Irène and her husband Michel Epstein lived happily in Paris where she published her critically acclaimed novel David Golder. Everything changed, however, when the Nazi’s invaded France. Their family was torn apart as they moved from one place to another attempting to avoid arrest. They managed to get their daughter’s away safely, but both Irène and Michel were sent to Auschwitz.
Irène died of typhus on August 17, 1942, exactly one month and four days after her arrest. She had already been scheduled to be sent to the gas chambers, which was where her husband met his death during November of that year.
Perhaps the most amazing part of Irène Némirovsky’s story is her novel Suite Française. This was originally intended to be a series, but Némirovsky was arrested long before she could reach the finish. The story is about Lucile Angellier, a young woman who is attempting to survive the Nazi occupation of France. Némirovsky started this work after she and her family had fled from Paris in 1940. Consequently, Suite Française is one of the most accurate fictional portrayals of World War II ever written. And it was for this reason that it was not published until 2004. Irène Némirovsky’s works were published posthumously as early as 1946. Suite Française, however, had been overlooked because Denise Epstein, one of Irène’s daughters, had honestly thought that the novel was her mother’s diary and was unable to read it until 1998.
A movie version of Suite Française is currently in development.
I’m awfully scared that everyone who knows me as I always am will discover that I have another side, a finer and better side. I’m afraid they’ll laugh at me, think I’m ridiculous and sentimental, not take me seriously. – August 1, 1944, Anne Frank’s last diary entry
Anne Frank is the most heartrending of all. She was only 15 when she died of typhus in the Bergen-Belsen concentration camp. Prior to this, she was imprisoned – at the most difficult time of every young person’s life – in an attic, where she penned the most famous diary ever written.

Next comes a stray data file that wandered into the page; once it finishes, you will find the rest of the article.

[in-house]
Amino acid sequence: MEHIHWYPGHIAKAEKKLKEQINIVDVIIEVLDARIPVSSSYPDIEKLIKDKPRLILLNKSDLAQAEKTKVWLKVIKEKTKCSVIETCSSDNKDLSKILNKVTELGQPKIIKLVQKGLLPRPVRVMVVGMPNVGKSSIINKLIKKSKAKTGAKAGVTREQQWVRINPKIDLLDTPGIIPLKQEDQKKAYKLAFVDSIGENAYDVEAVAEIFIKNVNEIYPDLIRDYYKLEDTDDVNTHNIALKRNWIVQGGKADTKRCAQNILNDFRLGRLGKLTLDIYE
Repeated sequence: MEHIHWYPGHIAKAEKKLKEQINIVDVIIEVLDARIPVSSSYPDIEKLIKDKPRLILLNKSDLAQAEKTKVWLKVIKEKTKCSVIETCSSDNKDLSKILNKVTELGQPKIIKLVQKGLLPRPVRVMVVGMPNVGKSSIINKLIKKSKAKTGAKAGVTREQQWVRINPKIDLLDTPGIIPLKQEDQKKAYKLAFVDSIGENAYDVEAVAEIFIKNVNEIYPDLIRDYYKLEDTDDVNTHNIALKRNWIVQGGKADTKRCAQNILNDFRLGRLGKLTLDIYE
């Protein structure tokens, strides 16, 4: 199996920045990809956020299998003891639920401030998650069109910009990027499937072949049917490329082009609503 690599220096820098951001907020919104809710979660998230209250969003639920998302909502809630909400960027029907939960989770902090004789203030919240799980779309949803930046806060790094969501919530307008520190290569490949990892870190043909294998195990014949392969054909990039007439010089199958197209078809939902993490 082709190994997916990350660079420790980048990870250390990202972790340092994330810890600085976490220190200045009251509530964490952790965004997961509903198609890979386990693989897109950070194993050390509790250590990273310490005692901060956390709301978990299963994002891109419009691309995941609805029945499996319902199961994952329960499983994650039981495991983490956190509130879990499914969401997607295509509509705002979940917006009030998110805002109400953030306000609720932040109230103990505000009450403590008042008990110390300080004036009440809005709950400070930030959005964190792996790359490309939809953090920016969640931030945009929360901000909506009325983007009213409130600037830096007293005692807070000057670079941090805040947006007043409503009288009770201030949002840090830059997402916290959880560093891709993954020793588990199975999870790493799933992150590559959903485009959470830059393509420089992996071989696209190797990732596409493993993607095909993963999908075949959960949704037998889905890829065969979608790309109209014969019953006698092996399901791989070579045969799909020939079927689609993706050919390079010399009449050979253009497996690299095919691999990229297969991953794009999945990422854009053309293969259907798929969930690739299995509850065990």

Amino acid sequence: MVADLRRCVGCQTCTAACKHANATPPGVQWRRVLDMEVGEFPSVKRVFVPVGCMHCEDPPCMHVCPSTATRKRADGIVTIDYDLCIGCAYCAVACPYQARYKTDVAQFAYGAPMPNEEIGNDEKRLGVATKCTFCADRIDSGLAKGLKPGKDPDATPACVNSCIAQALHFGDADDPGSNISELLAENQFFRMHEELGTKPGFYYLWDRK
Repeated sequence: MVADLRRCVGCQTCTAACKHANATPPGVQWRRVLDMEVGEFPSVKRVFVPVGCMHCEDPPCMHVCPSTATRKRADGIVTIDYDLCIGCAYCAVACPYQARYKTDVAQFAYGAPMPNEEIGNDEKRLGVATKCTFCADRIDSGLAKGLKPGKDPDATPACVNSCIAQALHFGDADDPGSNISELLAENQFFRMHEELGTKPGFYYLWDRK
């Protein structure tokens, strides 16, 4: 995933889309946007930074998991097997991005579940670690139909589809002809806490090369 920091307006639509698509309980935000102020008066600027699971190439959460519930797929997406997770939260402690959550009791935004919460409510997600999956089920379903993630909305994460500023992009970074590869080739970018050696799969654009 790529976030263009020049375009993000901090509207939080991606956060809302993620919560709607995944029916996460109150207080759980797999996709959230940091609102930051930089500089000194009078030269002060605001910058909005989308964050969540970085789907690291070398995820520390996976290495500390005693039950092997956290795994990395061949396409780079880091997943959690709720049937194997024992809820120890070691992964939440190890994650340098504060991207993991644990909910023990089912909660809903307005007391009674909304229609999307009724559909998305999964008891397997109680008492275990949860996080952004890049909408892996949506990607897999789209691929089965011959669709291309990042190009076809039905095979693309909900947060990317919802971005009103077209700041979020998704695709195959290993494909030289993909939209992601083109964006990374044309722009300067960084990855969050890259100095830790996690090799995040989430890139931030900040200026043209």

Anne Frank’s death was an atrocity, not only because of the Nazi’s disgusting prejudice, but because they robbed the world of someone who had the potential, but was never given the opportunity, to become one of the 21st century’s greatest writers. When the Diary of Anne Frank was first published, there were some who doubted the book’s authenticity, claiming that a 13/14 year old could not possibly have written so well. If anything, this is a tribute to Anne Frank’s talent. She wanted to be a writer. She recorded her plans in her diary and makes mention several times of some short stories she had written. Her last few entries in particular show her rapid development as an artist. Even so, there was not enough time.
Anne Frank was arrested on August 4, 1944, after two years of hiding. She was dead less than one year later. The exact date of Anne Frank’s death is unknown.
From the dust of ages
Lift this little book,
Turn the tattered pages,
Read me, do not let me die!
Search the fading letters, finding
Steadfast in the broken binding
All that once was I!
- Edna St. Vincent Millay, The Poet and His Book
© 2013 LastRoseofSummer2